The red barn houses the most Americana piece of the puzzle: the John Deere tractor. Not to mention some dusty old cars and tools, the likes of which probably hadn’t moved in two decades. Walking into the barn for the first time, alone, there was a sobering moment of nostalgia in the air: this was someone else’s life, someone else’s dreams, a patchwork of culminated hopes and ambitions. The air was heavy, still, and hushed. The former owners of this property had passed away, and not much had been touched except to move personal belongings into the barn for storage. Rotting boards, open tin roof sections mended by fiberglass panels, finger writing on dusty metal panels showcasing the name of someone loved by someone else, red paint precariously clinging to wood fibers, all of these unique characteristics took time and negligence to produce something of splendid beauty.

Going further, beyond the front field, is the next row of fencing that makes up the “middle field”: here is where a silver shed sits attached to a large lean-to. Erected as the main meeting point for all three fields, the unit is full of old tractor equipment, tangled messes of barbed wire, gates formerly used to partition each field, and the odds and ends of metal linkages and small animal cages. Best advice is to mind your step, groundhogs have made this area their home over the years, and any resemblance to a level dirt floor is now more closely associated to the gentle rolling hills of the shire. Snakes live here, and trace evidence of vermin and fowl as well.

The last field is met by a final fence row highlighted by a terminal gate leading you to its pasture. On the Eastern side of the field, concealed by mature trees and a barely noticeable man-made hill, is a small pond with a hand-built wooden dock. The dock has seen better days, as milky photos could prove, but there is still a surprising amount of fish still swimming in this quarter-acre pool. From this small mound you can survey the Northern-most boundary, turn around, and head back home. Sage advice says find another path home, like following the creek which borders the entire West edge of the property: a creek where you have to continuously chase off trespassers from fishing on your land without permission, and obvious deer stands sitting incredibly close to your property line and facing your direction. Nothing to see here, nothing to worry about.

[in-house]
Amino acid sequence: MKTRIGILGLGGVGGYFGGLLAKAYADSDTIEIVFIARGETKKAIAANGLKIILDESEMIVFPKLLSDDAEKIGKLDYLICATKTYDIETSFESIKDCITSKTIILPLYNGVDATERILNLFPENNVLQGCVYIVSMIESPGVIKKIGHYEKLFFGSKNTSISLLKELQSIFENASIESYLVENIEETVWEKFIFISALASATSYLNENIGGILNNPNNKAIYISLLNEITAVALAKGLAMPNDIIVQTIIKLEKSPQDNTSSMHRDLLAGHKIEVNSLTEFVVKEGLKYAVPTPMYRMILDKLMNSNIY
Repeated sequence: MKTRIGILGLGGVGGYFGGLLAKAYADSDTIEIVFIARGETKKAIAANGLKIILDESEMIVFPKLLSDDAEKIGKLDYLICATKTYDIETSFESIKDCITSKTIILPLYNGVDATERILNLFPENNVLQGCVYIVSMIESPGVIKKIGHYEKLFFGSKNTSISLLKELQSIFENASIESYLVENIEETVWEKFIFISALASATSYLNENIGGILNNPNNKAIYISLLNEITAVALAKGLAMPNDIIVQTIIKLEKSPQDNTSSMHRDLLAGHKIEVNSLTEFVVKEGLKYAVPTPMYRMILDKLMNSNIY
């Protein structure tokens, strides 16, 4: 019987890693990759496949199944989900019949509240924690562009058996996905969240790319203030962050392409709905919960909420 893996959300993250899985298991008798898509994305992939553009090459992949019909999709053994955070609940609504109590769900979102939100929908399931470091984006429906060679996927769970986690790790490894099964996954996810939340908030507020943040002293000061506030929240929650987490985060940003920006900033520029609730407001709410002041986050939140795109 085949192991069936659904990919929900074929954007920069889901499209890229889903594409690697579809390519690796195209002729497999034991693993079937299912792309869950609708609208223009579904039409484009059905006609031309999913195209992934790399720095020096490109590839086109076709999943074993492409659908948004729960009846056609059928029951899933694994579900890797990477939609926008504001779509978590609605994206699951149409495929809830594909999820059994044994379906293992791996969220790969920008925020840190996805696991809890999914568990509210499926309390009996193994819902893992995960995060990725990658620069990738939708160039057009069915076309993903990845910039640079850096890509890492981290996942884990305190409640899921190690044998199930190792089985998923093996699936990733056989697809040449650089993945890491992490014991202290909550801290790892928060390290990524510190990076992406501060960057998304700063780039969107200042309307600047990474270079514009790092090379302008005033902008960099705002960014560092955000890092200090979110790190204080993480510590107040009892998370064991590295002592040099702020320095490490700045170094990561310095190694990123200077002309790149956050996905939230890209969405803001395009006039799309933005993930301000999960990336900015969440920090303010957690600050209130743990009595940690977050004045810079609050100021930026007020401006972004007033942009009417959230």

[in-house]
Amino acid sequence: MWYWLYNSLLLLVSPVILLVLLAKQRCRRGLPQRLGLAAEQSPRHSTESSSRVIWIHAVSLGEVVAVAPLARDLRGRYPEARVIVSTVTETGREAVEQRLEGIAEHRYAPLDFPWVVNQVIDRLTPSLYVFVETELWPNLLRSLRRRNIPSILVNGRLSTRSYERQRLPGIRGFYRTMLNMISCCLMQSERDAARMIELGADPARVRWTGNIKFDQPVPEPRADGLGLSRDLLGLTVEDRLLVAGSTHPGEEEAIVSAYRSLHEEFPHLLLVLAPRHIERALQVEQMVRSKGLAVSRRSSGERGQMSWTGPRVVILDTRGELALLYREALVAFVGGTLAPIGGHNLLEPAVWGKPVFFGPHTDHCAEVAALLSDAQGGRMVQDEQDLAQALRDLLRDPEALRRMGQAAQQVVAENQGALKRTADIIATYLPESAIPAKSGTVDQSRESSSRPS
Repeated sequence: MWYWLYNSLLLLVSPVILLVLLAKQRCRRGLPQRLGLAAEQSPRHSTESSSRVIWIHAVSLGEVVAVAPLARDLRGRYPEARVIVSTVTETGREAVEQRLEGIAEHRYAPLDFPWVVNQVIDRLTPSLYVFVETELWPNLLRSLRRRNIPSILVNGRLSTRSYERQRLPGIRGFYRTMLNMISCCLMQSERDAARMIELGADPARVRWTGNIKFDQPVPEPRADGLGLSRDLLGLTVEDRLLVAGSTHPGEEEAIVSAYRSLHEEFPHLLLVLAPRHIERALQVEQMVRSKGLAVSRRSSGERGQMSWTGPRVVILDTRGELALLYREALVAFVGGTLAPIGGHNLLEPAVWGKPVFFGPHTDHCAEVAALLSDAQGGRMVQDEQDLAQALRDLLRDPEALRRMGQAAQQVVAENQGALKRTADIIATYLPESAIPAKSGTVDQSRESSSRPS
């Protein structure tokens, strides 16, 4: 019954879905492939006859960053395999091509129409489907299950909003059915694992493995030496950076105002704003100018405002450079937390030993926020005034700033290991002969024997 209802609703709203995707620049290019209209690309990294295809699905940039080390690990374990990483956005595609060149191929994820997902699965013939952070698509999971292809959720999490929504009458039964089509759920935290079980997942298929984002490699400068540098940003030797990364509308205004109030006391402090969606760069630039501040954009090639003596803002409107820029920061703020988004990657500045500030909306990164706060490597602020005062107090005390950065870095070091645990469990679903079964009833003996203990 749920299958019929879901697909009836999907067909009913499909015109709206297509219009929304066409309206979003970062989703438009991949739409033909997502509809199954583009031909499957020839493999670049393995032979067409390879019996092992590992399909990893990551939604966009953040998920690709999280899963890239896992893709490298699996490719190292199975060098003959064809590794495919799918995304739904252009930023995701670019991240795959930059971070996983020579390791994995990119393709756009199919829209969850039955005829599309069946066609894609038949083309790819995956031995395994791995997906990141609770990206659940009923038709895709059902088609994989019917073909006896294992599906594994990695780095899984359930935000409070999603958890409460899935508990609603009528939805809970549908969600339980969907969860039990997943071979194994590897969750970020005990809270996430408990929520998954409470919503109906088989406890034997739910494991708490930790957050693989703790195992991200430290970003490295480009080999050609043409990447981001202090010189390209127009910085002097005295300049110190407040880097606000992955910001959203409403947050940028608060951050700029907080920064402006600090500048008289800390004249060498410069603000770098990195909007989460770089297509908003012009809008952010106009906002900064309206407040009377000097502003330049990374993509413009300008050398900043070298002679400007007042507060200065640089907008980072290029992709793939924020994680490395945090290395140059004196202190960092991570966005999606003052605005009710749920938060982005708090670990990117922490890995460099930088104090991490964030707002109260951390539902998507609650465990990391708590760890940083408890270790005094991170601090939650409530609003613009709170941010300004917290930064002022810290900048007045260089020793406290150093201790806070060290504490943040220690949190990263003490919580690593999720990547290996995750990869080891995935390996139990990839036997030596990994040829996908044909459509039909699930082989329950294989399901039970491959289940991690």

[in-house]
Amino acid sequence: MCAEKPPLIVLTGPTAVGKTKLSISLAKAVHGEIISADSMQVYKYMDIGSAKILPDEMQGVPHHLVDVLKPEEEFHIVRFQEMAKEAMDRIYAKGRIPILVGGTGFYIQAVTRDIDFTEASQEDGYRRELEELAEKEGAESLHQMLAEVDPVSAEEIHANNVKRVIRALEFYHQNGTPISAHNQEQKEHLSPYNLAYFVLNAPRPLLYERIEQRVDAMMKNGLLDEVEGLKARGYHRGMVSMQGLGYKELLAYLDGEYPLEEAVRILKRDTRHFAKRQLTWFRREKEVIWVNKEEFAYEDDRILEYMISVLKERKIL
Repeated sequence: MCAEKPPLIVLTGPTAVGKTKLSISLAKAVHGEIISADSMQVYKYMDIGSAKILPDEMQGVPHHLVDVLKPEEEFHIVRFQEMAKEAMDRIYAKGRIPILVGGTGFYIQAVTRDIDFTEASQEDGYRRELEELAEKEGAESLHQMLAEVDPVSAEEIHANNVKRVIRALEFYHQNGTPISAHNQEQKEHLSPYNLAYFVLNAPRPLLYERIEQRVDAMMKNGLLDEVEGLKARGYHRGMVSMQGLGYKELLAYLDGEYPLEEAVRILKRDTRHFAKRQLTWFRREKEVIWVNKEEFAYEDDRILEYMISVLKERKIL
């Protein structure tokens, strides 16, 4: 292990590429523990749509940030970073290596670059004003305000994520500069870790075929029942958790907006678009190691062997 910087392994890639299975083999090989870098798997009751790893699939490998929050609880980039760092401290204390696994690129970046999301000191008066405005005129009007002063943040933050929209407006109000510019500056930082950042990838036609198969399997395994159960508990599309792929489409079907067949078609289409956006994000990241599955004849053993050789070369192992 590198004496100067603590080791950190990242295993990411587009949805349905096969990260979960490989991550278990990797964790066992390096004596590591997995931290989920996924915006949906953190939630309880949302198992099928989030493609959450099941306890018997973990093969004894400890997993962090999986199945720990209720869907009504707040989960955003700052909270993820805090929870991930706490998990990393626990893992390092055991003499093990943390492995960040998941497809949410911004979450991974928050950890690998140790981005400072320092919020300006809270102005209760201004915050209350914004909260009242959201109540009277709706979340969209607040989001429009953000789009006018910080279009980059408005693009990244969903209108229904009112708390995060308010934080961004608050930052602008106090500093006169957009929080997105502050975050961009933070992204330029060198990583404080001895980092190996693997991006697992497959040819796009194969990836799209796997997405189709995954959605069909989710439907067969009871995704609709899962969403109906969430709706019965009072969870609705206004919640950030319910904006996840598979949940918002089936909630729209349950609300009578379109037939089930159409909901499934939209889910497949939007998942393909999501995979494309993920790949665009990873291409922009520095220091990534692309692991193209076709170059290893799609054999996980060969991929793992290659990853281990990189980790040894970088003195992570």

We’re pretty poor right now (no income), and we are terrible at this (anything to do with farming), and there is zero agreement on how to approach each project (my function over her form). Our dreams are bigger than our budget, our hopes bigger than our dreams. We have no idea how long this season will last, or even if we will end up making this our forever home, or not. Our minds are full of projects; however, even with all the hopes of bees, and cattle, and sheep, and deer, and a woodshop, and a forge, and a completely revamped house, there is a noticeable murmur of acknowledgement in understanding this going to take quite some time to tackle each project and make these dreams a reality.